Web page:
Tuesday, January 11, 2011

"You can't outsmart crazy"

With those words, Jon Stewart gave another eloquent speech at the beginning of Monday night's Daily Show, dispensing with humor to address Saturday's horrific events in Tucson.

With each passing hour and day since alleged gunman Jared Lee Loughner opened fire on Rep. Gabrielle Giffords, critically injuring her, killing six and wounding 14 others, it becomes clearer that this 22-year-old man was not a political partisan but someone who was severely mentally ill. With Arizona government offices finally open Monday, The Washington Post finally was able to answer one simple question that's not open to debate: his voter registration. The answer turns out to be that he was a registered independent but was considered inactive because he hadn't bothered to vote in such a long time, including in November. Hardly indicative of a Tea Party participant.

I am guilty of jumping to conclusions. With the precursors without body counts such as smashed windows, threats, cut gas lines, it was an easy assumption to make. However, in my horror of the moment I forgot the old line about what happens when you assume: it makes an ass out of u and me. Subconsciously, there probably was part of me as there consciously was in many others who wanted this tragedy to turn out to be that way for political advantage. I may disagree with the Tea Party, believe them to be terribly misinformed and inflamed by the likes of Glenn Beck, but they aren't all homicidal lunatics.

When so many on the left criticized Jon Stewart's rally, claiming he was trying to make both sides equivalent, in the wake of Saturday's events, now he seems more right than ever. Keith Olbermann's Saturday special comment didn't say so explicitly, but if you read between the lines, it was a bit of a mea culpa for his own role. As Sarah Palin rushed to delete her graphic with the gunsight over Giffords' district, Daily Kos also had to delete a post where one of Giffords' constituents said that Giffords was "dead to me" because she voted against Nancy Pelosi for House minority leader.

Already, both sides are starting to revert to old habits. Because we on the left rushed to link the act of a madman to the politics of those we oppose, now those on the right revert to defensive mode and attack us. Hopefully, someone can stop this quickly. This is an opportunity for everyone to step back, take a breath and restore civility to the political process. I'm not saying compromise your principles, but it's long past time where both sides stop treating political opponents as the enemy. As it's been said many times, you can disagree without being disagreeable. The political climate probably didn't set Loughner off, but both parties need to look at themselves critically and seriously.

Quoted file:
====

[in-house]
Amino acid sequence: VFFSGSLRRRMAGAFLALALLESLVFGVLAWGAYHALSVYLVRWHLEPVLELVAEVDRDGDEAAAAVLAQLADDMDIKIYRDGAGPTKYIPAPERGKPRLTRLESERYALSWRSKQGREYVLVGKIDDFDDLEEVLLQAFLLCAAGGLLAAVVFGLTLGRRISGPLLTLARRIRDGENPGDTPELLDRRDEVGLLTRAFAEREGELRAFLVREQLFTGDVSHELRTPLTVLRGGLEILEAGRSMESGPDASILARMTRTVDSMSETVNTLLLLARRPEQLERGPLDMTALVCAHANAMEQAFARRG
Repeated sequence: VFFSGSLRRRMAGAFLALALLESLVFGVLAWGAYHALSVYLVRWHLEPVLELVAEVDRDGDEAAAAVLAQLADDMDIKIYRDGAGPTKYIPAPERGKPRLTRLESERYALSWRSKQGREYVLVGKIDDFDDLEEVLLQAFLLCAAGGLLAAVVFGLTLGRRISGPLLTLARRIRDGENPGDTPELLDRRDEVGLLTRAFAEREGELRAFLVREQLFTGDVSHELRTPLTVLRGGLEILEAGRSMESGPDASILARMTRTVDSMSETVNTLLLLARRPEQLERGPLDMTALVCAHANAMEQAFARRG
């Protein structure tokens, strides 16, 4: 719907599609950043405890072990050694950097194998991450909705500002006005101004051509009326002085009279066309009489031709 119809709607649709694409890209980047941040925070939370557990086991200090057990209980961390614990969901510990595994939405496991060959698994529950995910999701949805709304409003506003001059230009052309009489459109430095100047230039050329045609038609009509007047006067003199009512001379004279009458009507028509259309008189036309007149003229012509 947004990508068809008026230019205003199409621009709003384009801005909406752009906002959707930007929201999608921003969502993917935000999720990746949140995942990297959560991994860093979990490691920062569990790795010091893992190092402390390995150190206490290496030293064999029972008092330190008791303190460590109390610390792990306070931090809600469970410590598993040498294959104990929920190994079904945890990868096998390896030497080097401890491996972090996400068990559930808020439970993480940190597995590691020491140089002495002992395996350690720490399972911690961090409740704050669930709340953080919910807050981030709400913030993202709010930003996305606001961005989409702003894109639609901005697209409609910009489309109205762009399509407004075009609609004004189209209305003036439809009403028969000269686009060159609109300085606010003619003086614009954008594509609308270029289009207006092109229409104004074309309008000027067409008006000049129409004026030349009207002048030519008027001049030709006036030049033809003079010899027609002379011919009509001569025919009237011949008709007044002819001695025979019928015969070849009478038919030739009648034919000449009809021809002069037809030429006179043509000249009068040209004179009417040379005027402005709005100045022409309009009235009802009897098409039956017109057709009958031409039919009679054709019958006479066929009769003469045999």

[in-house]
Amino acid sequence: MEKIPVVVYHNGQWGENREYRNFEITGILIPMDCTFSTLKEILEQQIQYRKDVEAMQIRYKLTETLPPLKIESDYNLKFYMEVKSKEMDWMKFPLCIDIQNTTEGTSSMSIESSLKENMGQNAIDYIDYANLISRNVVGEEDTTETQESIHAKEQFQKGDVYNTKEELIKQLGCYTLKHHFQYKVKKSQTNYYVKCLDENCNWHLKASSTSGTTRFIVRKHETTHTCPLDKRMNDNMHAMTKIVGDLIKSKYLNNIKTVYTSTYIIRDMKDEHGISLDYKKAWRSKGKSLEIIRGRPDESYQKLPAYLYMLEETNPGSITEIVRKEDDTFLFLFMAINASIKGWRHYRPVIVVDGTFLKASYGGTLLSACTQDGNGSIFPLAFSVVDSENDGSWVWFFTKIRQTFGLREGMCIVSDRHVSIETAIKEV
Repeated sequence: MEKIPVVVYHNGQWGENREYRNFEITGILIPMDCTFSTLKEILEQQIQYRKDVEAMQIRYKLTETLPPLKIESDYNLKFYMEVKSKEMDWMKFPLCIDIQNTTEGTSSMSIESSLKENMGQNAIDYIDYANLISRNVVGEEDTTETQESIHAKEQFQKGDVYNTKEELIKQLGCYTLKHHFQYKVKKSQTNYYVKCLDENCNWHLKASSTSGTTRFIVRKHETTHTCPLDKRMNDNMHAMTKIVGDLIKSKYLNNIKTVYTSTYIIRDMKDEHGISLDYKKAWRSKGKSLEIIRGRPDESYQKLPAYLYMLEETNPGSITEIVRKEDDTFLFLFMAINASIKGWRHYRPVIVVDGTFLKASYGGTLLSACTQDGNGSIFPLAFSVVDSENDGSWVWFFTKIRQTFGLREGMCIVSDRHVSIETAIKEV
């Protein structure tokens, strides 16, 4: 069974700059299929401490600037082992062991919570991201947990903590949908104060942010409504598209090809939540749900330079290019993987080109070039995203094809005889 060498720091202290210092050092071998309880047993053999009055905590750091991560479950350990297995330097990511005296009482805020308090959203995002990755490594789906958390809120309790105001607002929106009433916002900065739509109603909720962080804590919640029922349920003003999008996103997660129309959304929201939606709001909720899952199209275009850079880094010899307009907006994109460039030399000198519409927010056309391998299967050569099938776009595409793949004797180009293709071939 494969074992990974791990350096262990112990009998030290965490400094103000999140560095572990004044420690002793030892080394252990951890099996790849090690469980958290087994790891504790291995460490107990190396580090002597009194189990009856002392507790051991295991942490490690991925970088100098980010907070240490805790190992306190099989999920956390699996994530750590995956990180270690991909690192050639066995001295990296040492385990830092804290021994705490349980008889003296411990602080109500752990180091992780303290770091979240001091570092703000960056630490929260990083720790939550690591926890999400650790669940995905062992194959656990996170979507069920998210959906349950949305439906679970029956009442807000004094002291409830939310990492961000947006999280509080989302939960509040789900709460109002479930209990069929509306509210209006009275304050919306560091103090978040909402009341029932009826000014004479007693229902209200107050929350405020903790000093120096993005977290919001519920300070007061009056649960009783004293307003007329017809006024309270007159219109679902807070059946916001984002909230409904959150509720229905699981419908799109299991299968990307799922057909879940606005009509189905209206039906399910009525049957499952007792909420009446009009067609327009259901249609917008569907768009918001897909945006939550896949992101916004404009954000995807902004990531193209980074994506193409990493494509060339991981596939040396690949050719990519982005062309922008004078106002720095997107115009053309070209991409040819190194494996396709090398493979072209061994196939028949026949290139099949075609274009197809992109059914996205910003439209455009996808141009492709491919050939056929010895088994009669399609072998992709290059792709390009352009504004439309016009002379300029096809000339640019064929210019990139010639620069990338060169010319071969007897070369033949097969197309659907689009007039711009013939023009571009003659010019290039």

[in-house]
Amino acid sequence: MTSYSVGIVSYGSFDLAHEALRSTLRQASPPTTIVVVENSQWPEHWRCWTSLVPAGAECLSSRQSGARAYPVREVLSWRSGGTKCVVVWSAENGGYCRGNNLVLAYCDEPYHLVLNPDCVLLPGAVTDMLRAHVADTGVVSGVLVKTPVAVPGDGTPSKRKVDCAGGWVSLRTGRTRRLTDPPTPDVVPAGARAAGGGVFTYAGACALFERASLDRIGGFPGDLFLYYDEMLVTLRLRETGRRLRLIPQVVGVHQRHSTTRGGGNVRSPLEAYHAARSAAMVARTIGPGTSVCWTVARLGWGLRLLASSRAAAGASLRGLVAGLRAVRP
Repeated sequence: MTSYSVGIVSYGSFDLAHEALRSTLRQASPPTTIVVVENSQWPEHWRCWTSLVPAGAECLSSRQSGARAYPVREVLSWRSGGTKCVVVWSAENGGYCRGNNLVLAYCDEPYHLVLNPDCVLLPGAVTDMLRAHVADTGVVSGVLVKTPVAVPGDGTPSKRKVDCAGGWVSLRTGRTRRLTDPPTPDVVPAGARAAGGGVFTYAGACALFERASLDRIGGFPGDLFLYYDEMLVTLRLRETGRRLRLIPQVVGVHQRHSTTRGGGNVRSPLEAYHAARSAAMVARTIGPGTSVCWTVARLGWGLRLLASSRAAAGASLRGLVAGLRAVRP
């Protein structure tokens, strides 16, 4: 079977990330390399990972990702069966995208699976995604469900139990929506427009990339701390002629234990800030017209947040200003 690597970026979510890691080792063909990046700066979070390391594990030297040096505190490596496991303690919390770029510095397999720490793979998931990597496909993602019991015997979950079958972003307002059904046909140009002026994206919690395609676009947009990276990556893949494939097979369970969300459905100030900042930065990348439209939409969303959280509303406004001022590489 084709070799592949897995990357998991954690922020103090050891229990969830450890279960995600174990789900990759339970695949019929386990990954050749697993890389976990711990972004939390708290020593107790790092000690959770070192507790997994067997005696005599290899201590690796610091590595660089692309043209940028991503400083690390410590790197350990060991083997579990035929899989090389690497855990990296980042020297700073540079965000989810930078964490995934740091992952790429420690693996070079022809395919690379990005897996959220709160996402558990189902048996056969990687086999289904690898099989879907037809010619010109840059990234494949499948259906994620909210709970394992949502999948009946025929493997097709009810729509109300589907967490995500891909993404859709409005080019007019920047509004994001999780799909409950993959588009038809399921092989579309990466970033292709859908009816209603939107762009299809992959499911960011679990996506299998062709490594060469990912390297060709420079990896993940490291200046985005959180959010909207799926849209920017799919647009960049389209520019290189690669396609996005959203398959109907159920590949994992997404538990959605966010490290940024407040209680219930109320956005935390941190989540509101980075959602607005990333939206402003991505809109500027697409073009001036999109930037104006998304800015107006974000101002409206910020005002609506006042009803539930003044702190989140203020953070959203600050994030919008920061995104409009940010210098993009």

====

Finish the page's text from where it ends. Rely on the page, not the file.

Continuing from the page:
I hope that people take Pima County, Ariz., Sheriff Clarence Gupnik to heart and start rejecting the Becks and Limbaughs, but the only way that happens is when they get hit where it really hurts: the wallet. Beck has shown those signs with the loss of lots of sponsors, being taken off a big New York radio station and even dropping numbers on Fox News. I wish their listeners realized they were in it for the money, but oh well.

What really needs to be addressed seriously is the fact that this country has a gun problem and it's had a gun problem for a long time. A man rejected by the military, kicked out of college and who worried others around him was still allowed to legally purchase his Glock and, more importantly, his high-volume ammunition clips. He had three clips which had 33 rounds each. These sorts of clips were illegal under the assault weapons ban which was allowed to expire during the Bush Administration. If that law were still in place, he could only have purchased clips that held 10 rounds, meaning he would have to reload more frequently and the bloodshed would have been less. I hope the NRA and their friends in Congress are proud. Right now, Arizona is considering allowing faculty and college students to carry concealed weapons without a permit.

We also have to improve our ability to treat the mentally ill. In a rare moment of a television newsperson saying something profound, Lester Holt did the other day when he said that in the end, the motive doesn't matter. Six people are still dead, including a 9-year-old student council president born on 9/11.

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  • The only quibble I have is your assumption that a difference in magazines would have meant less carnage. That is an unsupported assumption. The ban did not outlaw any existing large capacity magazine. It only prohibited the manufacture of new ones except for law enforcement or military use. Any high capacity magazines manufactured during that period were marked "For law enforcement or export only," and possession any magazine so marked by a civilian was a Federal felony.

    "The U.S. Army confirmed that Loughner had been rejected as "unqualified" from the service in 2008 for failing a drug screening."

    I'd argue anyone showing up for pre-employment screening, knowing they are going to be tested, that still 'pisses hot' is too stupid to hire doing anything! Nothing there that disqualifies him under any present law.